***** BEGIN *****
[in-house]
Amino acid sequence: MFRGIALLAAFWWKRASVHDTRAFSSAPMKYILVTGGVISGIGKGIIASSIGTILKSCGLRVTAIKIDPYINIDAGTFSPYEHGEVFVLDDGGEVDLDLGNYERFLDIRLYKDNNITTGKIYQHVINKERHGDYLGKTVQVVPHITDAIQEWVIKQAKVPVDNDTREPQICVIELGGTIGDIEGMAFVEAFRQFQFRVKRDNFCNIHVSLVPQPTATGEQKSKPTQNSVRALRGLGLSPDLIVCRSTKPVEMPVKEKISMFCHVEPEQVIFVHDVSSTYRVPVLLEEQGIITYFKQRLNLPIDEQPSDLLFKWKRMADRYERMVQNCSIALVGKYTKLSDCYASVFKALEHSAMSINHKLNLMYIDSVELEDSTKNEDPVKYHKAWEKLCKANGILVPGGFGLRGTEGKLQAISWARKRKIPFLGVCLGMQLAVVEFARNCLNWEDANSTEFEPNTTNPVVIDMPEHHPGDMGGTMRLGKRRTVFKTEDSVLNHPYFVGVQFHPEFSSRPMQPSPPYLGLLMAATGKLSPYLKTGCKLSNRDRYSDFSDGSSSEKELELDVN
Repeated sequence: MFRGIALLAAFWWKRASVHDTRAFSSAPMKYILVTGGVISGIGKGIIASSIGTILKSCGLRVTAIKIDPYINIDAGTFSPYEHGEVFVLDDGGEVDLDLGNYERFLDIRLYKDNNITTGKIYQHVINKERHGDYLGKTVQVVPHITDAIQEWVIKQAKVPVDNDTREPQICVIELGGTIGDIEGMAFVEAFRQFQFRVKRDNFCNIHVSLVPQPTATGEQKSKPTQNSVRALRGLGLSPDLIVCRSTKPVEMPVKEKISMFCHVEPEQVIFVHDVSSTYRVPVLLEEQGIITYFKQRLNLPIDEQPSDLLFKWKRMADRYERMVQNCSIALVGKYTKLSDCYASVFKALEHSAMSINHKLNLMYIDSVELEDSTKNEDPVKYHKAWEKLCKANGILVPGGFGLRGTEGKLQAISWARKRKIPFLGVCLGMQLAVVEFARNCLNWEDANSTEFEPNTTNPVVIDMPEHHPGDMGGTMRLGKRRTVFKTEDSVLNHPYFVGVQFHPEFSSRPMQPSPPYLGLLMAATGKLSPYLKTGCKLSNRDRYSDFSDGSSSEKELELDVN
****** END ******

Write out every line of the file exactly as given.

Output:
[in-house]
Amino acid sequence: MFRGIALLAAFWWKRASVHDTRAFSSAPMKYILVTGGVISGIGKGIIASSIGTILKSCGLRVTAIKIDPYINIDAGTFSPYEHGEVFVLDDGGEVDLDLGNYERFLDIRLYKDNNITTGKIYQHVINKERHGDYLGKTVQVVPHITDAIQEWVIKQAKVPVDNDTREPQICVIELGGTIGDIEGMAFVEAFRQFQFRVKRDNFCNIHVSLVPQPTATGEQKSKPTQNSVRALRGLGLSPDLIVCRSTKPVEMPVKEKISMFCHVEPEQVIFVHDVSSTYRVPVLLEEQGIITYFKQRLNLPIDEQPSDLLFKWKRMADRYERMVQNCSIALVGKYTKLSDCYASVFKALEHSAMSINHKLNLMYIDSVELEDSTKNEDPVKYHKAWEKLCKANGILVPGGFGLRGTEGKLQAISWARKRKIPFLGVCLGMQLAVVEFARNCLNWEDANSTEFEPNTTNPVVIDMPEHHPGDMGGTMRLGKRRTVFKTEDSVLNHPYFVGVQFHPEFSSRPMQPSPPYLGLLMAATGKLSPYLKTGCKLSNRDRYSDFSDGSSSEKELELDVN
Repeated sequence: MFRGIALLAAFWWKRASVHDTRAFSSAPMKYILVTGGVISGIGKGIIASSIGTILKSCGLRVTAIKIDPYINIDAGTFSPYEHGEVFVLDDGGEVDLDLGNYERFLDIRLYKDNNITTGKIYQHVINKERHGDYLGKTVQVVPHITDAIQEWVIKQAKVPVDNDTREPQICVIELGGTIGDIEGMAFVEAFRQFQFRVKRDNFCNIHVSLVPQPTATGEQKSKPTQNSVRALRGLGLSPDLIVCRSTKPVEMPVKEKISMFCHVEPEQVIFVHDVSSTYRVPVLLEEQGIITYFKQRLNLPIDEQPSDLLFKWKRMADRYERMVQNCSIALVGKYTKLSDCYASVFKALEHSAMSINHKLNLMYIDSVELEDSTKNEDPVKYHKAWEKLCKANGILVPGGFGLRGTEGKLQAISWARKRKIPFLGVCLGMQLAVVEFARNCLNWEDANSTEFEPNTTNPVVIDMPEHHPGDMGGTMRLGKRRTVFKTEDSVLNHPYFVGVQFHPEFSSRPMQPSPPYLGLLMAATGKLSPYLKTGCKLSNRDRYSDFSDGSSSEKELELDVN